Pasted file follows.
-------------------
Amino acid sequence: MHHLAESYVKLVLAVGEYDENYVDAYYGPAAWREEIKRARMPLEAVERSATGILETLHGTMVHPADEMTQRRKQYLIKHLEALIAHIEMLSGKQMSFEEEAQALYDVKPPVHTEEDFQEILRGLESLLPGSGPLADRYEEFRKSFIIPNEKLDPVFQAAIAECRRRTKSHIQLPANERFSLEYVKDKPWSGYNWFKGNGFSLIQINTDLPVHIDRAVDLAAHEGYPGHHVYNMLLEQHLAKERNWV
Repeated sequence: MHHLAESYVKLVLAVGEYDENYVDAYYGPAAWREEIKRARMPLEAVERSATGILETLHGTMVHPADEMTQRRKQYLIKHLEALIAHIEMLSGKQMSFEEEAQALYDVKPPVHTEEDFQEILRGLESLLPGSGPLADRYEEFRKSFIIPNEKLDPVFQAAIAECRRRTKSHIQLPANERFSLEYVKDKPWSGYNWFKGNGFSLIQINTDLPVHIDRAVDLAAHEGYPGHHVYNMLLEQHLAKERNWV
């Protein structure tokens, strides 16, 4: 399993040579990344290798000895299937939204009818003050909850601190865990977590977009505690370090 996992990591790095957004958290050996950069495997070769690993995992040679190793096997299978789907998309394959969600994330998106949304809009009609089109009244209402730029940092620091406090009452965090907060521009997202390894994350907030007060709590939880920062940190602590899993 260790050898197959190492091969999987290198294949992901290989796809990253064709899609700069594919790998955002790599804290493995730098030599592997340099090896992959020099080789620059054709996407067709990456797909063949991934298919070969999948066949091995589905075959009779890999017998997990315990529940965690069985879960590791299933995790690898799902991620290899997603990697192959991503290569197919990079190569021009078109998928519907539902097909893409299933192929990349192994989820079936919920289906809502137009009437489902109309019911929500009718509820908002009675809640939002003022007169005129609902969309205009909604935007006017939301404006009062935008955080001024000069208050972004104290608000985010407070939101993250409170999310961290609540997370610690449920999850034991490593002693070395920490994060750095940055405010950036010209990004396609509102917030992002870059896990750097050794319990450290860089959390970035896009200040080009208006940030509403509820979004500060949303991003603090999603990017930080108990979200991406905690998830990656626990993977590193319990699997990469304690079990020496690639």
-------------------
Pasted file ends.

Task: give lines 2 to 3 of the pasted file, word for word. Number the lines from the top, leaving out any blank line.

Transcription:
Repeated sequence: MHHLAESYVKLVLAVGEYDENYVDAYYGPAAWREEIKRARMPLEAVERSATGILETLHGTMVHPADEMTQRRKQYLIKHLEALIAHIEMLSGKQMSFEEEAQALYDVKPPVHTEEDFQEILRGLESLLPGSGPLADRYEEFRKSFIIPNEKLDPVFQAAIAECRRRTKSHIQLPANERFSLEYVKDKPWSGYNWFKGNGFSLIQINTDLPVHIDRAVDLAAHEGYPGHHVYNMLLEQHLAKERNWV
């Protein structure tokens, strides 16, 4: 399993040579990344290798000895299937939204009818003050909850601190865990977590977009505690370090 996992990591790095957004958290050996950069495997070769690993995992040679190793096997299978789907998309394959969600994330998106949304809009009609089109009244209402730029940092620091406090009452965090907060521009997202390894994350907030007060709590939880920062940190602590899993 260790050898197959190492091969999987290198294949992901290989796809990253064709899609700069594919790998955002790599804290493995730098030599592997340099090896992959020099080789620059054709996407067709990456797909063949991934298919070969999948066949091995589905075959009779890999017998997990315990529940965690069985879960590791299933995790690898799902991620290899997603990697192959991503290569197919990079190569021009078109998928519907539902097909893409299933192929990349192994989820079936919920289906809502137009009437489902109309019911929500009718509820908002009675809640939002003022007169005129609902969309205009909604935007006017939301404006009062935008955080001024000069208050972004104290608000985010407070939101993250409170999310961290609540997370610690449920999850034991490593002693070395920490994060750095940055405010950036010209990004396609509102917030992002870059896990750097050794319990450290860089959390970035896009200040080009208006940030509403509820979004500060949303991003603090999603990017930080108990979200991406905690998830990656626990993977590193319990699997990469304690079990020496690639």